The Voidz are the reliably batshit experimental rock band Julian Casablancas seems to care a lot more about than the Strokes these days — in fact, he seemingly used their 2018 album Virtue as a vehicle for airing his grievances about the Strokes. Back in May, the Voidz released their first new song … More »
Bafflingly successful indie-rock star Mac DeMarco has been busy touring Europe in support of his recent album Here Comes The Cowboy. And at his last few shows — in France, Amsterdam, and England — he’s been trotting out a brand new song called “I Like Her.” It sounds like a pretty … More »
When this decade began, MP3s still reigned supreme. Now, at the end of it, a song is no longer even a file — it’s ephemera, on every streaming service and available to hear in myriad ways. For better and worse, the song (and the single) have become the norm for the general public’s music consumption. More »
Mac DeMarco’s latest LP Here Comes The Cowboy dropped in May, becoming his first top 10 album and extending his remarkable rise to crossover stardom. About a month later he and his band made their way to Jimmy Kimmel Live to film an extended set of chunes. (I feel like DeMarco … More »
This past spring Mac DeMarco joined LA twin brothers the Garden on a song called “Thy Mission,” the product of a day at DeMarco’s home studio. DeMarco’s exact role on the song seemed unclear to me at the time, but “They Mission” now has a video in which DeMarco’s involvement is abundantly evident. More »
Right now, Julian Casablancas seems to be on a mission with his band the Voidz. He is working as hard as he can to get as weird as he can — and to make sure that nobody will ever confuse the music of the Voidz with that of his other band, the Strokes. Last year, … More »
Mac DeMarco’s fascination with cultural flotsam is well-documented, and it’s what animates things like his creeped-out animated video for “Here Comes The Cowboy.” And when a camera crew comes to his house, he can’t help but show off all the weird shit that he has picked up over the years. More »
Sometimes you enter into a pop cultural universe late and have to work backwards to fill in the gaps. Maybe you’ve decided to binge several seasons of a popular TV show to participate in the discourse, or you’ve fallen headfirst into a musical subgenre and now have a whole canon to educate yourself on. Maybe … More »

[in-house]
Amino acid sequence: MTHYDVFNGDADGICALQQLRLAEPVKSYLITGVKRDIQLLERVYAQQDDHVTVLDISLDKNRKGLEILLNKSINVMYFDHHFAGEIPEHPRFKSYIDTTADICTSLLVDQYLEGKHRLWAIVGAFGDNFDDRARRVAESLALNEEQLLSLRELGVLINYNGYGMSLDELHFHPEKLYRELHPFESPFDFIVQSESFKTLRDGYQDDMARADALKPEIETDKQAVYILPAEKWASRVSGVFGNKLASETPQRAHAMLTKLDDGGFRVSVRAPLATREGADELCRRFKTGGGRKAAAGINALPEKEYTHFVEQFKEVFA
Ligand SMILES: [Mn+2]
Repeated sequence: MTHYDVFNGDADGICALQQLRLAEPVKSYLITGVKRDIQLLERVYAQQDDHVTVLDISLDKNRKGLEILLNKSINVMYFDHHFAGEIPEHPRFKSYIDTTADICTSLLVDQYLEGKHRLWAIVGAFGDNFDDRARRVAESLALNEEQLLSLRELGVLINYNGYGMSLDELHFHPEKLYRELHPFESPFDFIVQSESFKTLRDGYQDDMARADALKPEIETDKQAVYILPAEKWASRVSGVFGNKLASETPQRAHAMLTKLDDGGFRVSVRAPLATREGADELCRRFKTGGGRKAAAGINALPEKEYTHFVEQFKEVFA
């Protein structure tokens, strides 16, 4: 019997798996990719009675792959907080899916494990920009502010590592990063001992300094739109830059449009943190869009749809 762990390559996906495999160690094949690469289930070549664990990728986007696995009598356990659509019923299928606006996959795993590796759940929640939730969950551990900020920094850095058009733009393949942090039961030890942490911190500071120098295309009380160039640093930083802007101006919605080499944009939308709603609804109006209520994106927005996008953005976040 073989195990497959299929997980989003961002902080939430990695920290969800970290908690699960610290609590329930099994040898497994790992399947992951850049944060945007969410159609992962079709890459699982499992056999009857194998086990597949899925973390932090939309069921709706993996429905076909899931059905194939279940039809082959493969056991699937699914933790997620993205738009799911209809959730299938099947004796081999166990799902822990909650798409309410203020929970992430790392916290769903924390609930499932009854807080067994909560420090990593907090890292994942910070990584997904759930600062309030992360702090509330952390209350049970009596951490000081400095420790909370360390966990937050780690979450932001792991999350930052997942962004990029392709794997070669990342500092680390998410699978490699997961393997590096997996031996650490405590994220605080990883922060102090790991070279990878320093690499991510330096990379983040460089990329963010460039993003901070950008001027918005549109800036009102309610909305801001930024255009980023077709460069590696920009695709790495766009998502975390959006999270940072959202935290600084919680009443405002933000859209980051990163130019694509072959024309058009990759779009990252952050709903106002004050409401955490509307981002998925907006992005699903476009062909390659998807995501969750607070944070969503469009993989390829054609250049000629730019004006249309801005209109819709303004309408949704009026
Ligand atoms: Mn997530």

The laid-back and baffling indie rock star Mac DeMarco has a long history of making weirdly disturbing music videos. Just a few days ago, he came out with his clip for “On The Square,” and it was packed absolutely full of freaky and elaborate vinyl festish masks. Today, DeMarco releases his … More »
Here Comes the Cowboy
[Mac’s Record Label; 2019]
Mac DeMarco is a formula musician. That’s not a bad thing. He has a passion for A&R rock, but on Here Comes the Cowboy, he leans toward the singer-songwriter motif moreso than the controlling maestro persona of previous releases. We know that Mac records all his albums by himself, and the cowboy motif here only reinforces any sort of solitary confinement he seeks. It’s a convenient out for how self-manifested aspects of his artistry are, straddling the line between casual jokester and precise composer.
Here Comes the Cowboy arrives at a time when country music and its associated conventions are in flux. With “Old Town Road” being the juggernaut that it is, with several artists taking it upon themselves to fester a prideful reenactment of cowboy culture, Mac DeMarco’s charitable interpretation of the Western frontier’s heroes seems ill-advised. But it makes sense in a character arc that Mac would morph from lovable goofball making “jizz-jazz” to forlorn cowboy, world-weary by the endless touring and celebrity interactions that come with being a charismatic musician. In contrast to Be the Cowboy by Mitski, who changes between roles chameleon-like throughout, Mac asserts himself as the cowboy, just a lonesome soul tryna make it in this world.
Another reference point is Japanese pop musician Haruomi Hosono, one of DeMarco’s musical heroes. DeMarco has covered Hosono in concert and speaks fondly of him as a mentor in spirit, so it’s perhaps no surprise that Here Comes the Cowboy sounds awfully similar to 1973’s Hosono House. But there’s a lack. Maybe it’s the dynamism displayed on Hosono’s debut that makes it so intrinsically enthralling, but on Here Comes the Cowboy, the whole thing feels more like American gaijin vs. Japanese cowboy copypasta.
As Mac DeMarco’s image looms larger and larger over the legacy of this decade’s indie rock, it’s only natural he becomes more insular as a reaction. But despite the oblique cultural touchstones and off-beat sensibility, DeMarco isn’t exactly a lonesome cowboy in real life. Perhaps the cowboy persona conceals a deeper truth he hints at internally, but unfortunately we don’t find any such refinement on Here Comes the Cowboy. Mac DeMarco lives in his own world, and I don’t think we’re invited in.